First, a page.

The Orioles came into the 2021 season with the knowledge of a rebuild still in progress. Our pitching was supposed to find a little bit of stability with John Means, Dean Kremer, and Keegan Akin covering three spots in the rotation, but what about the other spots?
The season started with Akin not making the Opening Day roster, journey man veteran Matt Harvey locking down his spot, and Jorge López securing his, along with left-handed roommate Bruce Zimmermann. Oriole fans held a collective breath, as we really weren’t sure what this five-man rotation was going to bring.
Through the first 31 games, it looked like we might surprise the league. John Means hadn’t lost a game, Zimmermann was serviceable, and Harvey looked like he discovered the fountain of youth, going 3-1 to start the year.
The Orioles were one game under .500 in a three-way tie for second place in the division. Means made history by pitching the first solo no-hitter since Jim Palmer in 1969.
But the bottom fell out, and it’s been a spiraling door since then.
The Orioles as a team pitching staff have a 5.56 ERA, which is .20 points behind the Diamondbacks for dead last. The Orioles consistently fail to have a starter go five or more innings. Matt Harvey became the first starter in 18 straight games that completed at least six innings with his shout-out victory July 19. The fans are growing restless, and the biggest question is: Where do we go from here?
The good news is that John Means is scheduled to return from the Injured List Tuesday night. Yes, he will bring a stabilizing presence to the staff that is much needed, but are we getting the John Means from earlier this year, or the John Means that struggled until his final threes starts last year? Currently slated as our bona-fide ace, fans are looking for a spark that might change the tide.
Matt Harvey looked like a true veteran leader winning his first game in nine starts with his performance against the Royals, but the question begs to be asked: Is it a fluke?
Harvey has an ERA currently above 7.00. The hope was to get a somewhat decent half of a season out him and trade him to a contender to get a young prospect. At this present moment, we might be lucky to fill a bullpen spot, unless his recent start is an aberration of what we can see going forward. As of right now, his spot is safe, but he won’t be back after this season.
Jorge López has proven to be somewhat durable. Unfortunately at 2-12 with an ERA at 6.03, the results have been less than spectacular. A former long reliever, he is good for three innings plus, before he tends to get a little wild and shakey to say the least. He does have potential, but once again, filling a rotation spot out of need might be holding back his development.
Until recently, the Orioles rotation was a merry-go-round of which arm is next up. As we all waited for Means to come back, we wanted anybody to step up and give us hope each start out of the gate. This is where a dream actually became a reality for one lucky almost high school coach.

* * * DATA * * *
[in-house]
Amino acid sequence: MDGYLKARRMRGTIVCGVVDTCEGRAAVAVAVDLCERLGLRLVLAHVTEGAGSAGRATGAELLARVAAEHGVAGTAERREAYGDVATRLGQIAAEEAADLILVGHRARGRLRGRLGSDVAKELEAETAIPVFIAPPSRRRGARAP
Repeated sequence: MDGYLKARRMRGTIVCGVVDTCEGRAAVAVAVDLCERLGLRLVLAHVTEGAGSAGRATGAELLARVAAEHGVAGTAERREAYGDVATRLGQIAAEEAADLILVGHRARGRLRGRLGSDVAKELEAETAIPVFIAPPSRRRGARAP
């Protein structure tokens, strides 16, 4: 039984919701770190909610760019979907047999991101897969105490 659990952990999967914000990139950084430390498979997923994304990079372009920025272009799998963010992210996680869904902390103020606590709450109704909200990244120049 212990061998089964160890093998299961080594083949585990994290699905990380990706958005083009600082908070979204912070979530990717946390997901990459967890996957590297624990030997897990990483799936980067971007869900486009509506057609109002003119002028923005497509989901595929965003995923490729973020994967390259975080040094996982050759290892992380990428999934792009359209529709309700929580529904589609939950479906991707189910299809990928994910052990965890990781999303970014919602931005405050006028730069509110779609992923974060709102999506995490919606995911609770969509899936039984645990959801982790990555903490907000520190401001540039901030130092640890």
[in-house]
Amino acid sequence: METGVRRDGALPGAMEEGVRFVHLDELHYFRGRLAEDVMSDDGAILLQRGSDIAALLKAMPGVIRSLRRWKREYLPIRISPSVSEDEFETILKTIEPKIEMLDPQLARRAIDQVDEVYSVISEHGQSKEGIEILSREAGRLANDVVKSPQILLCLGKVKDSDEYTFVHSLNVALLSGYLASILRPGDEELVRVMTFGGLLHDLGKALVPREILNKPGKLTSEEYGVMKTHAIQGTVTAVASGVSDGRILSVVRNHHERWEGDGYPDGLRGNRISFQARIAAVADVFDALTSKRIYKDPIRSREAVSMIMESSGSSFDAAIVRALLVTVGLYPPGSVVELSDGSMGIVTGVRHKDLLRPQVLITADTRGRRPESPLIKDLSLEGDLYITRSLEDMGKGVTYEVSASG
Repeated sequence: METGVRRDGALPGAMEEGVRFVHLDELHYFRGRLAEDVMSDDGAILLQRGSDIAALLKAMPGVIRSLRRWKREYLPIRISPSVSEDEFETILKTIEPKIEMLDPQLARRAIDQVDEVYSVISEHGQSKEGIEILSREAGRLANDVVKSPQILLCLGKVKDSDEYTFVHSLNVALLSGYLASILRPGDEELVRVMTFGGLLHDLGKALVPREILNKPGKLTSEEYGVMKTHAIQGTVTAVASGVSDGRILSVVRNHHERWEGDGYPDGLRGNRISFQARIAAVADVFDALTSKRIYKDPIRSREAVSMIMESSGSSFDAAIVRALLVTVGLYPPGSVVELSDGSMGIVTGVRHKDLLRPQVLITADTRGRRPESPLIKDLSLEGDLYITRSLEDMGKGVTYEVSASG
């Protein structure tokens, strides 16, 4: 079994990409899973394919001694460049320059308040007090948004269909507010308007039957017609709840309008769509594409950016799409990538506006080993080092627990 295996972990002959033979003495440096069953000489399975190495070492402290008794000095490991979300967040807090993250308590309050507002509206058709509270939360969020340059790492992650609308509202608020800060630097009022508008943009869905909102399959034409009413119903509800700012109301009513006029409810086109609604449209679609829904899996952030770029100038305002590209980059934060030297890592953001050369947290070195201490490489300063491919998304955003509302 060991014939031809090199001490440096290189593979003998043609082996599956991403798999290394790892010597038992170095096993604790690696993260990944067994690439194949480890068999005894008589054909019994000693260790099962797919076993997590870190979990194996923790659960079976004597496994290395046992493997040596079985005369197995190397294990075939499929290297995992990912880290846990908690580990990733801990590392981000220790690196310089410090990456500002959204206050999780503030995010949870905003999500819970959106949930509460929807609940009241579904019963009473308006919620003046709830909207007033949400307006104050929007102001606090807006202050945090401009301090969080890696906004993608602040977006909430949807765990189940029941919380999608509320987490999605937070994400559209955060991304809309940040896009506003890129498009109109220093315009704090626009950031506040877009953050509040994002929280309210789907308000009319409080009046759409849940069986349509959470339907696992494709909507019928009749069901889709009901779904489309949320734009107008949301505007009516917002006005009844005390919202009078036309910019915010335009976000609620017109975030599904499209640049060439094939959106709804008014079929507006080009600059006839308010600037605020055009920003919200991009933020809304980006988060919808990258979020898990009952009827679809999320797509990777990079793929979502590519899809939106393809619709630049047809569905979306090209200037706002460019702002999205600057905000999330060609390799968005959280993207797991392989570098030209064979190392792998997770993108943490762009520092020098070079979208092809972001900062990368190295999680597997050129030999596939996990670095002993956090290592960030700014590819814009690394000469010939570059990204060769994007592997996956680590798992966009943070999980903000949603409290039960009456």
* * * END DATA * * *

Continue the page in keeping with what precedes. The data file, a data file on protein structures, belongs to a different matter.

Spenser Watkins became a breath of fresh air and the type of player the Orioles were looking for. In three starts (four appearances), the 28-year-old rookie has tossed 16.1 innings, allowing just three runs to help carry an ERA of 1.65 in four games.
Watkins pitched efficiently enough to win his first start and kept the team in a position to win his second start, though he didn’t factor into the decision. At 28, he is entering his prime years and, right now, has earned a continued stay in the rotation. He’s a presence that keeps us in games and gives us a chance to win each time out.
From here, it’s hard to figure out what to do next or which arm will arrive to take the next step. Zac Lowther has been up and down all year. Between bullpen duties and one start, he’s thrown in five games with only 8.1 innings pitched. His up and down frequency is taking away developmental time, which may be risking his future with the team, whether he’s a bullpen arm or starting pitcher.
Of course, the fans are calling for D.L. Hall and Grayson Rodriguez to be called up, but out of respect for their development, would it really benefit either of them to come into a fire storm and risk losing quality learning time in the minors? The answer is no, of course. Fans may not agree, but they are failing to see the necessity of growth, versus the want just to fill a seat.
As things stand, the rotation with Means returning Tuesday would look like this:
1. John Means LHP
2. Keegan Akin LHP
3. Jorge López RHP
4. Matt Harvey RHP
5. Spenser Watkins RHP
Come August, Bruce Zimmermann is expected back, which will more than likely push Akin to long reliever barring an injury. If need be, it will more than likely be Akin who would return to the rotation, or Alex Wells could be brought in to help in either a rotation or bullpen capacity.
The fun part will be debating in the off-season to see where Kremer, Hall, Rodriguez, Watkins, Michael Bauman, and Kyle Bradish fall into the picture. In a season where pitching is the talk of our team, 2022 might be the piece of the puzzle we all have been waiting to see.
How do you see the Orioles rotation playing out in the next few years? Let us know in the comments, and be sure to follow The Baltimore Battery on Facebook and Twitter, and follow our podcast, The Walk-Off, on YouTube and Spotify! And, make sure to use the hashtag #baltimorebattery when sharing our content to show your Birdland swag!